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‘Planter’ is a description one takes on oneself – coming from others, it’s another term of abuse

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US Congressman Richard Neal arrived by plane in Ireland to investigate the protocol deadlock but he may as well have been travelling by time machine.

His comments about how the US in the Good Friday Agreement talks acted as “honest brokers… accepting the notion that we could make space for the Planter and the Gael to live together” were like being transported back to the worst excesses of 1970s Irish-American sentimentality.

Indeed describing the crisis as “manufactured” by unionism was exactly the sort of tone-deaf clunking remarks that would have ensured there’d never have been peace brokered here.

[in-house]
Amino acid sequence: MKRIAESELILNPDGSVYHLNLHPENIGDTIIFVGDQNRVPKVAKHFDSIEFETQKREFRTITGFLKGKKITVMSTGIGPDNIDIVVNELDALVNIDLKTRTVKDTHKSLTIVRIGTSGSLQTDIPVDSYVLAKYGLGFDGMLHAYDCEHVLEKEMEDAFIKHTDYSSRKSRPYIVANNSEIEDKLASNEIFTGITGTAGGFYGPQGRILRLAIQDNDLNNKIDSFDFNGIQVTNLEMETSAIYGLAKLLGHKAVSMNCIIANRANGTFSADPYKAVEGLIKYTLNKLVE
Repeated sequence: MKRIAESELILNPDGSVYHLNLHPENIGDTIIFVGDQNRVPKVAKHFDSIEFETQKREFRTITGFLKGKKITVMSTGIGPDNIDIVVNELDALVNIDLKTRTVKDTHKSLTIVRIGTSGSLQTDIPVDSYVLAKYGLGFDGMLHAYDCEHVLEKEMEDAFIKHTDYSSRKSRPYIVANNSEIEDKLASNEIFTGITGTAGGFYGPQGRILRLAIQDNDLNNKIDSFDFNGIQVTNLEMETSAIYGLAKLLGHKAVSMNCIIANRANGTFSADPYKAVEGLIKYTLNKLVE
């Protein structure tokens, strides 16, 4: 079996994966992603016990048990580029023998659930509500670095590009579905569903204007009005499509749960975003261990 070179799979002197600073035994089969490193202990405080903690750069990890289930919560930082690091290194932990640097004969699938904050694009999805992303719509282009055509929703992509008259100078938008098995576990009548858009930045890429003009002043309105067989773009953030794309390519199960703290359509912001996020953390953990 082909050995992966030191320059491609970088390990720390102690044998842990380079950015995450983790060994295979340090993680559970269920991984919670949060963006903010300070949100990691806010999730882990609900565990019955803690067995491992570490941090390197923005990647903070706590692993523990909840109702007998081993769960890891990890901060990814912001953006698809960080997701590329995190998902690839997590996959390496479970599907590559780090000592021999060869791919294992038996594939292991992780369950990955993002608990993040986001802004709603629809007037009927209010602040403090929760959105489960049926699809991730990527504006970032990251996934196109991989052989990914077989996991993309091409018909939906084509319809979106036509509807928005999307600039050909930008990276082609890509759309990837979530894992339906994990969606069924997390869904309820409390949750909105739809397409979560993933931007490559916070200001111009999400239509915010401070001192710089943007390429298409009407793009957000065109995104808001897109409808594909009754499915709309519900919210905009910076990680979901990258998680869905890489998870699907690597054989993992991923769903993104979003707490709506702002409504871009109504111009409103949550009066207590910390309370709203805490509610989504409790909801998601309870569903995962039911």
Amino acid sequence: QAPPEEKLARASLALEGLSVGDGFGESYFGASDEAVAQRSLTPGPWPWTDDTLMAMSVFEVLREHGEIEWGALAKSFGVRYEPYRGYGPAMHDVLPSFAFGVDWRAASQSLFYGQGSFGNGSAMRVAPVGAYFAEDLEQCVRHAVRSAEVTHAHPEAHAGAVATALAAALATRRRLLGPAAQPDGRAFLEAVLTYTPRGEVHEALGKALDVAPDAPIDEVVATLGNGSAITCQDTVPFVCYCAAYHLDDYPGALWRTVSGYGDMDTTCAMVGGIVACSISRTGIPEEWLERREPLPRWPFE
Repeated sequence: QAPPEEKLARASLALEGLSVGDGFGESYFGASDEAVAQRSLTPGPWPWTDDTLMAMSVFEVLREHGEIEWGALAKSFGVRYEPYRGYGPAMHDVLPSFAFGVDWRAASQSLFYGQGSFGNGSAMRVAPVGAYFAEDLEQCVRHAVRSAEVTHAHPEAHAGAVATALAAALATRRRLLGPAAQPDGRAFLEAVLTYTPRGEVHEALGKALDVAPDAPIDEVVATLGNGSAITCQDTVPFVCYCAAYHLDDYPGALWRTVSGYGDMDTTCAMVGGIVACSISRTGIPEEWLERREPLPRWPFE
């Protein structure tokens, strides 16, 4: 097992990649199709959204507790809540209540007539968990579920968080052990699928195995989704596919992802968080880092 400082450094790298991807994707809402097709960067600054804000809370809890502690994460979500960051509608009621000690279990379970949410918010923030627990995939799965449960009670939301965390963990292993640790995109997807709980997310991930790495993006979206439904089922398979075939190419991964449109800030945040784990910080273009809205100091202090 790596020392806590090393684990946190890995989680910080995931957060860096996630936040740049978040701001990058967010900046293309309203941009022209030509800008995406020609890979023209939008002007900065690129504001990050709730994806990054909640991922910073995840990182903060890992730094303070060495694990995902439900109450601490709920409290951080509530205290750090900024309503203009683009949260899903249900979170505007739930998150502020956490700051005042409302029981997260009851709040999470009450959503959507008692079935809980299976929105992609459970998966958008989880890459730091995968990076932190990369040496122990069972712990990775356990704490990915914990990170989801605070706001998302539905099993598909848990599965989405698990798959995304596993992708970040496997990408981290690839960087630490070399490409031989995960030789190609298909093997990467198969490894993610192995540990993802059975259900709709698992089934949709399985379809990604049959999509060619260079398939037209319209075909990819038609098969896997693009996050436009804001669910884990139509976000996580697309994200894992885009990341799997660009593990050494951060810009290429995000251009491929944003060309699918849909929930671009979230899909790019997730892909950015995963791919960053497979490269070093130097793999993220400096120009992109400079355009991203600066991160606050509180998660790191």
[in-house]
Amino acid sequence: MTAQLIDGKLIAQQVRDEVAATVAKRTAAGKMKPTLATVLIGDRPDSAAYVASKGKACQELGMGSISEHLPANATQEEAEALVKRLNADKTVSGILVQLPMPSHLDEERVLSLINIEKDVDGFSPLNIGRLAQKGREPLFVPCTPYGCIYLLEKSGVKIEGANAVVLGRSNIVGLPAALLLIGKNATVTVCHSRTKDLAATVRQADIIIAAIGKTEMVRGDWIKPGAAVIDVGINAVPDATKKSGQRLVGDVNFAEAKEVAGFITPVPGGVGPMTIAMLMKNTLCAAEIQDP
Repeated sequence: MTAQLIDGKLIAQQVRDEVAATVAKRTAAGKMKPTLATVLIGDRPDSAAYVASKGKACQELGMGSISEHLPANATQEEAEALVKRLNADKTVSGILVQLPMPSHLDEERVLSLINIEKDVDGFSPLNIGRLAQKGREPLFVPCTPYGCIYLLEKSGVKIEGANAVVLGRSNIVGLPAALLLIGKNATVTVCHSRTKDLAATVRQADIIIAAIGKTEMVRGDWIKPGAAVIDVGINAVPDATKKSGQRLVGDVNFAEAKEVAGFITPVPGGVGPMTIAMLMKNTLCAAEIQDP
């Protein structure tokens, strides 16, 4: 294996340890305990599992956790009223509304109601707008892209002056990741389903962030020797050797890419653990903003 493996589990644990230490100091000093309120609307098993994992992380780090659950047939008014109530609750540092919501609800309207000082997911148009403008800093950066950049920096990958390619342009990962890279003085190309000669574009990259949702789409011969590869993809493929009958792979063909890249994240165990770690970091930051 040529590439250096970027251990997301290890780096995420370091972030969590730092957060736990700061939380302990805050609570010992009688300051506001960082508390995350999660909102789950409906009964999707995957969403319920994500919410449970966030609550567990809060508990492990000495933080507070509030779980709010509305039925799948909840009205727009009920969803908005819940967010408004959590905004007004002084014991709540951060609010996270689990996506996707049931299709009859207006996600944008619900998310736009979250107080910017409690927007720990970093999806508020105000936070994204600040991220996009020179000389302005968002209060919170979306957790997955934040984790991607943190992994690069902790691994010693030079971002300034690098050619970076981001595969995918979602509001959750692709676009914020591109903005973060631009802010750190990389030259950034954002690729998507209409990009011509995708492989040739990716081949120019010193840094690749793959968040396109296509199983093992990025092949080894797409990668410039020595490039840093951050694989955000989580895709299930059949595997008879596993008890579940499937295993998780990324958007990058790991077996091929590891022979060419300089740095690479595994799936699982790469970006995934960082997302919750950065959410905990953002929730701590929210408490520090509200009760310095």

But who was surprised? A man who plants trees in remembrance of IRA hunger strikers was hardly likely to be an impartial observer.

His speech to the Irish Seanad confirmed his political biases and infatuation with a certain version of Irish history. He even had nostalgic tales of his own derring-do. Crossing the “old border” in 1989 or 1990, he recalled how “our bus was stopped by a British Army patrol and … was subjected to a thorough search by armed soldiers with night vision equipment and heavy armaments”.

Congressman Neal might have balanced that with the experiences of border Protestant families grateful the Army and police were there to offer protection from the IRA onslaught.

It might have occurred to him that the bus search was to prevent outrages like Enniskillen, which took place two years previously.

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